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I am a MS student. Recently I changed my topic and started working in quantum computation. I am working on consequences of closed timelike curves. I was given a problem by my guide on the same topic. I right away jumped onto the problem without strengthening my basics of quantum information/computation. Yet after reading few research papers related to the topic I got the broad idea, though I could not get concrete results (I have few broad ideas on how to approach the problem, but I am stuck now). This summer I will pursue a research internship under a professor who is interested in related problems. Before going to the internship should I spend time strengthening my basics (as I had a lot of trivial questions while reading the papers) or should I focus on figuring out the solution to the problem?

This is my first time as a research intern and I don't know what the professor might expect of me: an almost complete solution to the problem or strong basics plus some ideas on how to approach the problem?

  • Why don't you ask the professor? Presumably, that is the only person with first-hand knowledge of what they will expect of you. – Kimball Apr 13 '15 at 9:48
  • @Kimball yes. But i wanted to get a general idea. – sashas Apr 13 '15 at 9:51
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You should always make sure your basic understanding is at a very good level in any research project, particularly in the sciences. An important part of science and mathematics is being able to communicate your ideas in very simple terms. I think Einstein said that "if you cannot explain it simply, you do not understand it well enough." If all you can do is prove things but not explain what the results really mean or how they connect to the basic components of your field, then you're not really doing science or math - you're only shuffling around symbols on a page. It's a bit like a computer: computers can prove things about math (automatic theorem provers), but would you say they're doing math if they don't understand what it is that they are doing? All they do is shuffle symbols around and come to conclusions based on basic axioms inputted by the user.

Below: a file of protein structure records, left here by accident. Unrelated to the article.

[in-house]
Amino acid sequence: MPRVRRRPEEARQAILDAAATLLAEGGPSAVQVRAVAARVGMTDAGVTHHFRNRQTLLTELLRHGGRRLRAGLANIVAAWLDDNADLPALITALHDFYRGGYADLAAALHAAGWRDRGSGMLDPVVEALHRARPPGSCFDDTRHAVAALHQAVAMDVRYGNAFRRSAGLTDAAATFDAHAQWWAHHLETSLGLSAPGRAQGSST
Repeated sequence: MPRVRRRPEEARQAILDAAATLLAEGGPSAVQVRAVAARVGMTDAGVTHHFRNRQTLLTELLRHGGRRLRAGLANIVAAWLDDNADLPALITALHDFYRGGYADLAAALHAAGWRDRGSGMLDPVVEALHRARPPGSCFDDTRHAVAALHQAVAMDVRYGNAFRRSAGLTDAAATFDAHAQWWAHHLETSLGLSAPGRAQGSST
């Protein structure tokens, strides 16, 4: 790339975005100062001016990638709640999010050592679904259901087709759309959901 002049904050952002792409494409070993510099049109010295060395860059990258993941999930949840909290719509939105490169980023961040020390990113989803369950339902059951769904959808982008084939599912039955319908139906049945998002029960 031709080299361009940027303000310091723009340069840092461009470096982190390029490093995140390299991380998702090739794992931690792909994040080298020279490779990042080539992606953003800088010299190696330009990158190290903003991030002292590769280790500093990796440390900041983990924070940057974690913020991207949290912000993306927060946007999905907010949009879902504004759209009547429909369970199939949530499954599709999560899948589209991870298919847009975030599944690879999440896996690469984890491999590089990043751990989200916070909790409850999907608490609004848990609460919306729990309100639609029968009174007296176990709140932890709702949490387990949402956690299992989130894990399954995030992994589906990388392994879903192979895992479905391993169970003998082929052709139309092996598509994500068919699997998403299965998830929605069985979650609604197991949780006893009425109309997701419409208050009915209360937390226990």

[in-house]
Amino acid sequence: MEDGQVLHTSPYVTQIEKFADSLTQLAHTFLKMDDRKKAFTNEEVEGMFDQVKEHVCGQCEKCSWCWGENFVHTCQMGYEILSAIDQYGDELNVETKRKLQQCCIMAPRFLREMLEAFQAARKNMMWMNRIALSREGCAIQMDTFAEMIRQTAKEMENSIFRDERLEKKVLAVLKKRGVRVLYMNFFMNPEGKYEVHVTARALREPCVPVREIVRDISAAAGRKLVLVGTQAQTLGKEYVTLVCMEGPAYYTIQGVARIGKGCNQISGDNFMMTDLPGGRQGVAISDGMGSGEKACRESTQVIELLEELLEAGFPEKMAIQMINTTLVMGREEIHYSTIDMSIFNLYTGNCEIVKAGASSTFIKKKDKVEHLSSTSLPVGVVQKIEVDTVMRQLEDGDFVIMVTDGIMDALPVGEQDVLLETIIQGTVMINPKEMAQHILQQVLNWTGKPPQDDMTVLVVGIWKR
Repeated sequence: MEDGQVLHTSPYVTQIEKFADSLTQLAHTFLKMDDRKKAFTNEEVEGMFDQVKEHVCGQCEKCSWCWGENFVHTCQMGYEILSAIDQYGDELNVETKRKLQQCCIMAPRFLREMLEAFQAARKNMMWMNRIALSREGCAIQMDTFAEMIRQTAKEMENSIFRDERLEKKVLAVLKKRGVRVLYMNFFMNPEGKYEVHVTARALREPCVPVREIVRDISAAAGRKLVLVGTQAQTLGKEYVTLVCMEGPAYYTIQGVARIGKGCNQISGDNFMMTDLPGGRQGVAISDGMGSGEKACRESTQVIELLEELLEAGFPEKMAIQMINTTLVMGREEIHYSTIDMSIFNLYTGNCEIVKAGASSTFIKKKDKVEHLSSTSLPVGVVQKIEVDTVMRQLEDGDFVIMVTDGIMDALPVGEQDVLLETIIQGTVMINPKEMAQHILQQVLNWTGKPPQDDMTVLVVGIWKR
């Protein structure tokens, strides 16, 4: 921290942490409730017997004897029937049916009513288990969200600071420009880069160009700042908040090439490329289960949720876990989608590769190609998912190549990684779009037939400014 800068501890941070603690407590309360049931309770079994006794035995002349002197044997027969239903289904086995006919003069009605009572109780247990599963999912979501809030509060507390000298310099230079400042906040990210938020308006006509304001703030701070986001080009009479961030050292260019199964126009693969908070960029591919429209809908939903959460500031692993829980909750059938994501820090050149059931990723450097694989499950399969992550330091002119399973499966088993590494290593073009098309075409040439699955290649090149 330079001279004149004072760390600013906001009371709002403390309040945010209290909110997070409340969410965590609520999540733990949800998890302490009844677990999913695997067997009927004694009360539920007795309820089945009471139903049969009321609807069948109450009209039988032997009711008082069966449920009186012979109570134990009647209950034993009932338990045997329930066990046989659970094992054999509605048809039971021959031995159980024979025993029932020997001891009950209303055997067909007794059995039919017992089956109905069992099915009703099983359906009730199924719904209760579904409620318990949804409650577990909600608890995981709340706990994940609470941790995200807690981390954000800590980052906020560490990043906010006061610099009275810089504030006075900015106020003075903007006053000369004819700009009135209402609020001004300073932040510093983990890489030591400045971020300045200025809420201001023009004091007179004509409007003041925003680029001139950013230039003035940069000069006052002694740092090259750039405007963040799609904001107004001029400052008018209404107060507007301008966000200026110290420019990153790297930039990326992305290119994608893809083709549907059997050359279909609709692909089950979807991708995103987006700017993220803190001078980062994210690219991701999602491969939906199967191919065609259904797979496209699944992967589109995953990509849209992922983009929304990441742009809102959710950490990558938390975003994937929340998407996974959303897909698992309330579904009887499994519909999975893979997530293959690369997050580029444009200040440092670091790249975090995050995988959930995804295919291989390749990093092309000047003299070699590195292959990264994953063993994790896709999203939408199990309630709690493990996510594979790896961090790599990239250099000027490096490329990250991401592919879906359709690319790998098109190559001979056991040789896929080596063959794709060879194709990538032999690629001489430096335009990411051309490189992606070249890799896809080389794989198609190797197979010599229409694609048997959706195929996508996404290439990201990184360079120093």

This isn't to say that you shouldn't pick away at the problem immediately. You should maybe poke around and get an idea of how things go but if you are put on the spot and asked a basic question and you can't answer it, you'll look like you haven't done your due diligence. You're always going to have some gap in your understanding, even at the fundamental levels, but that doesn't excuse not having any understanding of the basics.

Here's another take: if you end up solving the problem you're given, your professor might ask you to write up a paper on the work to be submitted to Journal XYZ. If all you can do is explain the steps you took but not connect it to the things the reader knows, your paper will be completely dead in the water and will likely get shrugged off. A good paper has good results. A great paper has a very good narrative with good results that is very clear and understandable. Even if you don't write the introduction yourself, throughout the paper you will naturally connect results or ideas back to things others have done ("Our approach relates to this work by [authors] in such and such ways," or "Employing a common technique, we have..."). If you don't have a basic understanding of the things in your field, you can't make this connection for the reader (which forces them to hopefully come to this realization themself). This is not a skill you should expect to have immediately; it takes time to learn and hone this skill but it is an important aspect of paper writing.

A personal anecdote/cautionary tale: I started on my current project a few years ago in undergrad. At the time, I had a very rough understanding of advanced mathematics. I knew enough measure theory and functional analysis to vaguely understand ideas and basic proofs but not enough to know what are acceptable procedures and what are not. I neglected the basics - not because of my own doing, but lack of proper supervision - and ended up too focused on my project. It's a bit like putting blinders up: you won't have any understanding outside of your project and can't properly judge the validity of what you're doing. I was rearranging integrals like it was going out of style because I didn't know that I couldn't do that in my situation due to skipping the basics. I ended up with results but they were not acceptable proofs by any means. Since I was so focused on my project, I ended up not having much of an understanding of the basics and looked like a deer in headlights when people asked me about the basic, very technical details of the mathematics I should have been using. Since then, I've more than made up for all of those deficiencies but had I not unintentionally neglected the basics, I wouldn't have wasted so much time (read: years) doing stupid things that were not valid at all.

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